A measuring arrangement 1 for the contactless on-line measurement of the surface structure or the thickness of a layer on a material 5 in plate or strip form comprises an infrared radiator 2 and an infrared thermometer 3. The path of rays 10 of the infrared radiator 2 is directed obliquely onto the material surface within an outlined measuring area 4. This measuring area 4 is located above a steel roll 6, over which the material 5 is passed. The steel roll 6 is heated and is kept at a temperature equal to or greater than 373K, a temperature range of 373 to 393K being preferred.
The infrared thermometer 3 is electrically connected to a comparison device 7, in which the temperature variation of the radiation reflected from the material surface in dependence on the surface structures, such as layer thickness, oxide weight, or on the material thickness is stored. An output 8 of this comparison device 7 is connected to a controller 9 of a treatment device for the material 5. This treatment device, which is not shown, may be, for example, an acid bath, through which the aluminum strip is passed. By automatically or manually regulating the acid concentration in the acid bath by means of the output signal of the comparison device 7, the roughening and, ultimately, the oxide weight of the oxide layer developing on the aluminum surface of the strip can be kept constant to a great extent.
The measured temperature values fed into the comparison device 7 are compared with a set value of the temperature, in the event of coincidence no output signal being obtained via the output 8. Only in the event of deviations between the set value and the instantaneous measured temperature value is an output signal obtained from the comparison device 7, which signal is then used for controlling the treatment device for the material.
If different roughenings occur on the material surface, for example an aluminum surface, whether due to a changed electric current or different concentrations of the acid bath through which the aluminum strip is passed, due to different speeds or due to differences in the material, the material surface has a changed diffuse reflectance. This change is detected by the infrared thermometer as a temperature change and used for controlling the treatment device. The prerequisite for this measuring method is that, for a particular material 5 which exhibits a different surface condition with respect to specific properties, the temperature variation as a function of the surface structures or the surface condition is, in advance, empirically determined. These properties include the oxide weight of an oxide layer 5b developing on the surface, the thickness of an applied light-sensitive layer, also 5b on the surface, or the toughening of the surface. The layer 5b rests on a substrate 5a. This temperature variation is synonymous with the diffuse reflectance of the material surface in the case of different structures or different conditions of the surface.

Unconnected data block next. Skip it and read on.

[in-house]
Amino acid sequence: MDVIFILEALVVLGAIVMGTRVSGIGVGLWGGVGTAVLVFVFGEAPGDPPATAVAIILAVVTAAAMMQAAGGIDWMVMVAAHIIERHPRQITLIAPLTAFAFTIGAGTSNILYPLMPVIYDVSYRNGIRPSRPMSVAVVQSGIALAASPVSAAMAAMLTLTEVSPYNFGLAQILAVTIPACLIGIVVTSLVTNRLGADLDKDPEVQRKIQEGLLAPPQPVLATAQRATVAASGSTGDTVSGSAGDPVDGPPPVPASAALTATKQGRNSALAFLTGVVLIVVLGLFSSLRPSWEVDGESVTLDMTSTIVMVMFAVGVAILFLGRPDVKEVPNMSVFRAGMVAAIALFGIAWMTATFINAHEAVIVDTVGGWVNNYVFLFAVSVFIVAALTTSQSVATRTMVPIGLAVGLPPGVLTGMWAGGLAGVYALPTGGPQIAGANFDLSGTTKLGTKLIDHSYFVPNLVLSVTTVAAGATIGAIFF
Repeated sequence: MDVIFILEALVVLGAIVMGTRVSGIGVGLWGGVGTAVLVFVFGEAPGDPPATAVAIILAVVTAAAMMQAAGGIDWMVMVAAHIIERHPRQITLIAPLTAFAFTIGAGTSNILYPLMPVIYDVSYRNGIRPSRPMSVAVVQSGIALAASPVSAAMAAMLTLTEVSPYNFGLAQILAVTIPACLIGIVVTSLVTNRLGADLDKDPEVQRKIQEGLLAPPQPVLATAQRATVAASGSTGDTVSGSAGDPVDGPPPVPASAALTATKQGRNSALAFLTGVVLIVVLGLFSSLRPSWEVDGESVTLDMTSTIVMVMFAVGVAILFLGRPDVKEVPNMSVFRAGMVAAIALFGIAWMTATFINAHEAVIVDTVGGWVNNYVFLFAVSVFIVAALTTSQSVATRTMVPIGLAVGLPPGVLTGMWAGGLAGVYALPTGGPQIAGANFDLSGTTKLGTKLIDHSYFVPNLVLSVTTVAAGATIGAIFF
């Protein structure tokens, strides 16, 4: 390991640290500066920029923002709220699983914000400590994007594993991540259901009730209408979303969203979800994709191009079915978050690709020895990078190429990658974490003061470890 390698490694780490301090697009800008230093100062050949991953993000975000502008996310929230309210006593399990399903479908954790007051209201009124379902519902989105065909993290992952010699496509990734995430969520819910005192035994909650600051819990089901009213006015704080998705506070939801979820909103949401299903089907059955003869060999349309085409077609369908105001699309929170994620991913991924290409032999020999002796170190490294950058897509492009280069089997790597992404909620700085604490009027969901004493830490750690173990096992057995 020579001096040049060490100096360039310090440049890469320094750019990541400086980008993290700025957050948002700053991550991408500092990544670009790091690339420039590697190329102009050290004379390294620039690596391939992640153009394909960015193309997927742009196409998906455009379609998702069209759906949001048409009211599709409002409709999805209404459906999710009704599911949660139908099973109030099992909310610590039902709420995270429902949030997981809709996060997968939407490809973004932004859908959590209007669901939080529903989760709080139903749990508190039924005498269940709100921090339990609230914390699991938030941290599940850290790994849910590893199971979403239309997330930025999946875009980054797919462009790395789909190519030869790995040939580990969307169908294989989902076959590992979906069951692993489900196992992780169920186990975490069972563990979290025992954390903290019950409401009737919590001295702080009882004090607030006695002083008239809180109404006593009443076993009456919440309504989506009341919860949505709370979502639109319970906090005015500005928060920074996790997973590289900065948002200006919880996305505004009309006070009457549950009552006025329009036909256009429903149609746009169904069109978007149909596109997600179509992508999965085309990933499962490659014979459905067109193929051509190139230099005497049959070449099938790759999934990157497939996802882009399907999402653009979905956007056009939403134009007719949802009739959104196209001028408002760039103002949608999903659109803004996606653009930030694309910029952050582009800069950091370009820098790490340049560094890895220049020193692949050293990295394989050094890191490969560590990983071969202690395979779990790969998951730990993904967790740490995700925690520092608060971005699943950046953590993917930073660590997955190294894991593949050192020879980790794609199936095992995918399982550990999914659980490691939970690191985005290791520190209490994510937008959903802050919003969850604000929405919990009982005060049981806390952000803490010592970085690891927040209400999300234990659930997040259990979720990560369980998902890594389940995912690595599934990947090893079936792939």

The surface temperature of the infrared radiator 2 is kept constant, for example at 473K, during the measurement. The obliquely incident infrared radiation or thermal radiation on the surface to be measured in the measuring area 4 is reflected within a path of rays 11, care having to be taken that the entire measuring area 4 of the surface which lies in the field of coverage of the infrared thermometer 3 is thermally irradiated in the range from 373 to 393K.
The measuring method is based on the idea that the reflected thermal radiation of the infrared radiator 2 depends on the surface structure or the surface condition of the material surface on which the radiation impinges. Thus, for example, it is found that an unoxidized surface reflects the thermal radiation more than an oxidized aluminum surface. The thicker the oxide layer on the aluminum surface, the less the impinging thermal radiation is reflected. The oxide layer thickness is thus decisive for the reflectivity or the diffuse reflectance value of the material surface. The measuring method is not restricted only to the determination of aluminum oxide layers on aluminum surfaces, but can be used in the case of all materials of which the surfaces reflect infrared radiation well in the uncovered state, i.e. consist of materials which are not black bodies, since these have, as is well-known, an absorptivity of one for all wavelengths. If such materials are covered with layers which have a greater diffuse reflectance value or reflection factor, i.e. in the event of an increase in the thickness of such layers on the surface, the reflectivity at the surface and the reflected thermal radiation decreases. As a result, the measured temperature drops. In the production of printing plates, for which light-sensitive layers are applied to aluminum strips, for example, the thickness of these light-sensitive layers after the application unit downstream of the drying zone is measured. With increasing coating thickness, the measured infrared temperature decreases.